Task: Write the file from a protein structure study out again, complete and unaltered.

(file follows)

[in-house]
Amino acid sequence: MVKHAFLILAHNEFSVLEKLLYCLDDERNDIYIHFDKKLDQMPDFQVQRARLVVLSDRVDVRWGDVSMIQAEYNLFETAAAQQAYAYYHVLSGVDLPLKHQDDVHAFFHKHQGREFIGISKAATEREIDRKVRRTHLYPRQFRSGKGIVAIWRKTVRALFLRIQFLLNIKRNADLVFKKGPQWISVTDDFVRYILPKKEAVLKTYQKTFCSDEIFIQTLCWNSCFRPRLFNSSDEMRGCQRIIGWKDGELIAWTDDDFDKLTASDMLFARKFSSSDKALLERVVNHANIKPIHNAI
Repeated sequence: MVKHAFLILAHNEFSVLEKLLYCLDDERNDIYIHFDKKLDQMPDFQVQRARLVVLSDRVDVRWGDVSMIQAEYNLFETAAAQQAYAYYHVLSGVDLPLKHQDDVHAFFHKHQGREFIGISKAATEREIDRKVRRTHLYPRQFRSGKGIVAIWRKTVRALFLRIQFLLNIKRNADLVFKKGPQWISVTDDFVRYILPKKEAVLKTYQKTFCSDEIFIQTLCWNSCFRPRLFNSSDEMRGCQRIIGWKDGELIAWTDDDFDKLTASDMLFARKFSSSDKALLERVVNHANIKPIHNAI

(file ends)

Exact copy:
[in-house]
Amino acid sequence: MVKHAFLILAHNEFSVLEKLLYCLDDERNDIYIHFDKKLDQMPDFQVQRARLVVLSDRVDVRWGDVSMIQAEYNLFETAAAQQAYAYYHVLSGVDLPLKHQDDVHAFFHKHQGREFIGISKAATEREIDRKVRRTHLYPRQFRSGKGIVAIWRKTVRALFLRIQFLLNIKRNADLVFKKGPQWISVTDDFVRYILPKKEAVLKTYQKTFCSDEIFIQTLCWNSCFRPRLFNSSDEMRGCQRIIGWKDGELIAWTDDDFDKLTASDMLFARKFSSSDKALLERVVNHANIKPIHNAI
Repeated sequence: MVKHAFLILAHNEFSVLEKLLYCLDDERNDIYIHFDKKLDQMPDFQVQRARLVVLSDRVDVRWGDVSMIQAEYNLFETAAAQQAYAYYHVLSGVDLPLKHQDDVHAFFHKHQGREFIGISKAATEREIDRKVRRTHLYPRQFRSGKGIVAIWRKTVRALFLRIQFLLNIKRNADLVFKKGPQWISVTDDFVRYILPKKEAVLKTYQKTFCSDEIFIQTLCWNSCFRPRLFNSSDEMRGCQRIIGWKDGELIAWTDDDFDKLTASDMLFARKFSSSDKALLERVVNHANIKPIHNAI